Photo: Venerable Master Xu Yun (aka Empty Cloud). Master Xu Yun (1840 – 1959) was a renowned Chinese Chan master and one of the most influential Buddhist teachers of the nineteenth and twentieth centuries. Although he was a Chinese Buddhist, he traveled over to Burma, Thailand, Malaysia, and Vietnam, as well as Tibet and taught his teachings there. He was well received in Southeast Asian countries and drew a considerable number of followers. When the Chinese communist government established the Chinese Buddhist Association in 1953 in order to centralize all Buddhist communities, Xu Yun was elected as one of four honorary chairmen together with Dalai Lama, the Panchen Lama, and the Grand Lama of Inner Mongolia. Xu Yun was one of a small number of contemporary Chinese Buddhists who made significant contribution to the development of Buddhism in Southeast Asia. Although he was less known in the West, he was considered as one of the greatest Buddhist teachers and a bodhisattva in Southeast Asia, particularly in Vietnam and Myanmar. As with other religious teachings, truth in his Buddhist teachings contributed to the spiritual awakening of people beyond social, racial, political, and cultural differences.
I've got a little picture in my mind of a clean and quiet place.
Everywhere you look it's completely natural.
The house is made of plaited rushes.
There's a good half-acre for growing tubers and flowers.
Beautiful birds perch on cliffs
That encase a few clouds that hang around green peaks.
The world's red dust won't be able to get up here.
Simple elegance is better than saintliness or spirituality.
Can joy be found in the mountains?
Let me tell you. There's more joy in the mountains
Than anywhere else.
Pines and bamboos perform sacred chants.
The songs of Sheng flutes are played by birds.
In the trees, monkeys climb for fruit.
In the ponds, ducks cavort with lotus lilies.
This escape from the ordinary world
Month by month and year by year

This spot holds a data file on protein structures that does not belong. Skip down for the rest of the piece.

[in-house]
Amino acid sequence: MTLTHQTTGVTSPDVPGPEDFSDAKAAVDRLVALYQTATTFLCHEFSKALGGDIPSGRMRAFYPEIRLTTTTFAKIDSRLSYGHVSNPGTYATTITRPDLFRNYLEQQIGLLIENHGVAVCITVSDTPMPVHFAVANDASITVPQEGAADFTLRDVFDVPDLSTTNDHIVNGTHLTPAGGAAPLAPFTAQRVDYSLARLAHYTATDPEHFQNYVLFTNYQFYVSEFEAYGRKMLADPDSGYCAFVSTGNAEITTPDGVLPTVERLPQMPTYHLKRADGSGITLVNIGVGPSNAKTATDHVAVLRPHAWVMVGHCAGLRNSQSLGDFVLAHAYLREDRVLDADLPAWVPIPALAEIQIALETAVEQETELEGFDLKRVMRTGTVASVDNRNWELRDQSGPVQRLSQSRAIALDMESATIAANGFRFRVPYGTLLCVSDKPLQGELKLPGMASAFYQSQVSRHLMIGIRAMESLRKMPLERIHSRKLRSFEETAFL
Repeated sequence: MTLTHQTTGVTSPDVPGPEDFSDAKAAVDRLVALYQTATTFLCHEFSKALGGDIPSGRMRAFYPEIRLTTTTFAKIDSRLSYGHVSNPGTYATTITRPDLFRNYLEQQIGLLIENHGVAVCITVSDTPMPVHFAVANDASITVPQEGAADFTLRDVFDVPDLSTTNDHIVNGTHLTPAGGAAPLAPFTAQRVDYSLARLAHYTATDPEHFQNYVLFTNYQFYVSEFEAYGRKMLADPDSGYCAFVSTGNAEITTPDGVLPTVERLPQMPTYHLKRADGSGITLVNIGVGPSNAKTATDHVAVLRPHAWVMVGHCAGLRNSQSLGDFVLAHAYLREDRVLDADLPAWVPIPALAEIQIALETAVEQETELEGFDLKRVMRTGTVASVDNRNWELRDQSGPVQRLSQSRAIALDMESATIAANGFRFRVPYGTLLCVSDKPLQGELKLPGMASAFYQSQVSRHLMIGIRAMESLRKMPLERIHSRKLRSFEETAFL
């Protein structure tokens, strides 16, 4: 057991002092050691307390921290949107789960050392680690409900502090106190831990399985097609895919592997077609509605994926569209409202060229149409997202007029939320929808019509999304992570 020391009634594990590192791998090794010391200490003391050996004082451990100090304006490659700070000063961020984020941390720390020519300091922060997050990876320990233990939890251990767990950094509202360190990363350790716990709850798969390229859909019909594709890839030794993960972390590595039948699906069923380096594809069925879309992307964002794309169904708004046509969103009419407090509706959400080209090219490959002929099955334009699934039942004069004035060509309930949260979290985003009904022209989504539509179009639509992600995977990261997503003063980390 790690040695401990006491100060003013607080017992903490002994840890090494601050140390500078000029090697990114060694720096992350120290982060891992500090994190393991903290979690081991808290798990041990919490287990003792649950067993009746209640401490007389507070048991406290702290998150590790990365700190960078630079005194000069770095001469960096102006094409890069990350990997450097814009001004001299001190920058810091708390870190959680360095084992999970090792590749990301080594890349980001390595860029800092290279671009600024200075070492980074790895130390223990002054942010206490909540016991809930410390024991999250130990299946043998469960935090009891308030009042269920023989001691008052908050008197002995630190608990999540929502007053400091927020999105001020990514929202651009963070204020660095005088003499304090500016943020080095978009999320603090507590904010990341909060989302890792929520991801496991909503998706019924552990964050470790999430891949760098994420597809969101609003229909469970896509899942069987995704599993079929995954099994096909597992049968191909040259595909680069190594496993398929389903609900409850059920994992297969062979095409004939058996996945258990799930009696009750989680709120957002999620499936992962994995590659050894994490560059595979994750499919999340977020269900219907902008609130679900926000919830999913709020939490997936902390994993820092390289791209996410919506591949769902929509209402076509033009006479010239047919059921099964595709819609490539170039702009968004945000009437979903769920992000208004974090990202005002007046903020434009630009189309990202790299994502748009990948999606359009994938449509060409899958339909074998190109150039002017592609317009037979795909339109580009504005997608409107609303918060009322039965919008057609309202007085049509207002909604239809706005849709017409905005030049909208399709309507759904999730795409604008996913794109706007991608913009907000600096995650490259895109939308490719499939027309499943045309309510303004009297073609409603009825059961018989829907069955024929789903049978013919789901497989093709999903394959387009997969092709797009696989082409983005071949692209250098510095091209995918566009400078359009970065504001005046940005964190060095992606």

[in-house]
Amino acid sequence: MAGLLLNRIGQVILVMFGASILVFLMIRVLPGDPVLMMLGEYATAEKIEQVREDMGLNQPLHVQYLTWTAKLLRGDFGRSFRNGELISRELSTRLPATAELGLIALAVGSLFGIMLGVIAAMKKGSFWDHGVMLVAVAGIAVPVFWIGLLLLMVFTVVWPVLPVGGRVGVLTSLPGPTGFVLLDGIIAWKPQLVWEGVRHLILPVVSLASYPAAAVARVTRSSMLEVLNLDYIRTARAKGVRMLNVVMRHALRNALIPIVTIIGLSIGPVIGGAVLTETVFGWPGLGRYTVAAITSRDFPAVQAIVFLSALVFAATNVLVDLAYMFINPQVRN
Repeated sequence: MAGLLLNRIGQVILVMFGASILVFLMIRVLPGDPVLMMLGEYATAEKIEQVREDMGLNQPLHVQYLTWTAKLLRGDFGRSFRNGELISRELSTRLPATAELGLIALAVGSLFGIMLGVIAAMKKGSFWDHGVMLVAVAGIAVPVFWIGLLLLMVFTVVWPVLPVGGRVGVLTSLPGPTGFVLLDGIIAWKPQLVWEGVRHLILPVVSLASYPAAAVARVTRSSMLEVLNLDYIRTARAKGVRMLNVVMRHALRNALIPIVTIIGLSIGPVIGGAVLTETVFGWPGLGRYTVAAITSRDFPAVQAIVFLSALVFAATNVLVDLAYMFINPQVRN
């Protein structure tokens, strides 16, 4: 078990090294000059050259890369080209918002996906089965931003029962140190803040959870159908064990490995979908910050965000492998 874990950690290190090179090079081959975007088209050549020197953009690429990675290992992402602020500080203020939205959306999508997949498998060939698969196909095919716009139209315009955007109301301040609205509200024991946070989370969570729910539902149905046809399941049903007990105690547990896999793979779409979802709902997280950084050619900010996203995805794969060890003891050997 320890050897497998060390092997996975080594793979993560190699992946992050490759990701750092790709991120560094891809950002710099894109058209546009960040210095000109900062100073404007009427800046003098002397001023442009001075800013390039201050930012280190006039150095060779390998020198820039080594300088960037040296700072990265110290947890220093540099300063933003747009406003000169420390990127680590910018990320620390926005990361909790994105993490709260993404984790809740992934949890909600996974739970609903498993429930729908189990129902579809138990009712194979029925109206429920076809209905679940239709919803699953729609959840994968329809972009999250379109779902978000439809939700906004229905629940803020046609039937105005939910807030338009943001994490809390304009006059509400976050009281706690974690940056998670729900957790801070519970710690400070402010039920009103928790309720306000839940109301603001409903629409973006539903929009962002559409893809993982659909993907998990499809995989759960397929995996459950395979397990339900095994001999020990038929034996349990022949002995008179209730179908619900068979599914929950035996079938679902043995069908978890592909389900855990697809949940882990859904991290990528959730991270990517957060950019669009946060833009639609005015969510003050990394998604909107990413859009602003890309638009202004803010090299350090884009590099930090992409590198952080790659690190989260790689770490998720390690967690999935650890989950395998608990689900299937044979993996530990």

Eliminates the hindrances to Enlightenment.
Don't try to stand tall in the courtyards of fame.
In the mountains such dreams fade away.
Your body stands on its own when it's up with the clouds.
Your heart pulls away from worldly attachments.
The moon that I love clears a path through the pines
And guides a stream right to the bamboo gate.
Naturally, this is nothing short of amazing.
How could you disparage it... or ever tire of the sight?
In the mountains there's nothing at all which prohibits
Dreams of cooking millet during afternoon naps.
If you're lazy by nature, you won't brood about problems.
You'll make light of the body and won't fear the cold.
Chrysanthemums grow by the three ancient paths.
A few planted plum trees make the whole yard fragrant.
Engagements are blessedly short.
Leisure is blessedly long.
Just wake up from an afternoon nap in a grass hut.
Drag a walking stick and let it bounce free and easy.
Lean on a rock and watch the clouds rise.
Listen to the pine saplings and hear the sound of waves.
When the forest is dense, no guests pass by.
When the roads are dangerous, they're only used for gathering firewood.
The place is so pristine and cool
How could it fail to quench my mind's furnace of cares?
People complain of a hard life in the mountains.
I don't think it's much different from the hardships of anywhere else.
A clay oven burning birch twigs,
A stone cauldron boiling wild sprouts.
It seems that you've only just picked the chrysanthemums
That grow in the three months of autumn
When it's time to view the flowers of March.
Pity more the moon that night after night
Is forced to entertain society.
( Venerable Master Xu Yun aka Empty Cloud)
'Ch'an and Zen Teaching, Volume 1'
By Lu K'uan Yu (Charles Luk) (Author)
CH'AN AND ZEN TEACHING, VOLUME 1 contains the practice as taught by the late Ch'an Master, the Venerable Hsu Yun. This practice elaborates upon the technique known as Hua t'ou, a secret technique taught only in Japanese zendos.
Charles Luk (Lu K'uan Yu) was a Buddhist scholar. He translated many important Buddhist texts from Chinese into English.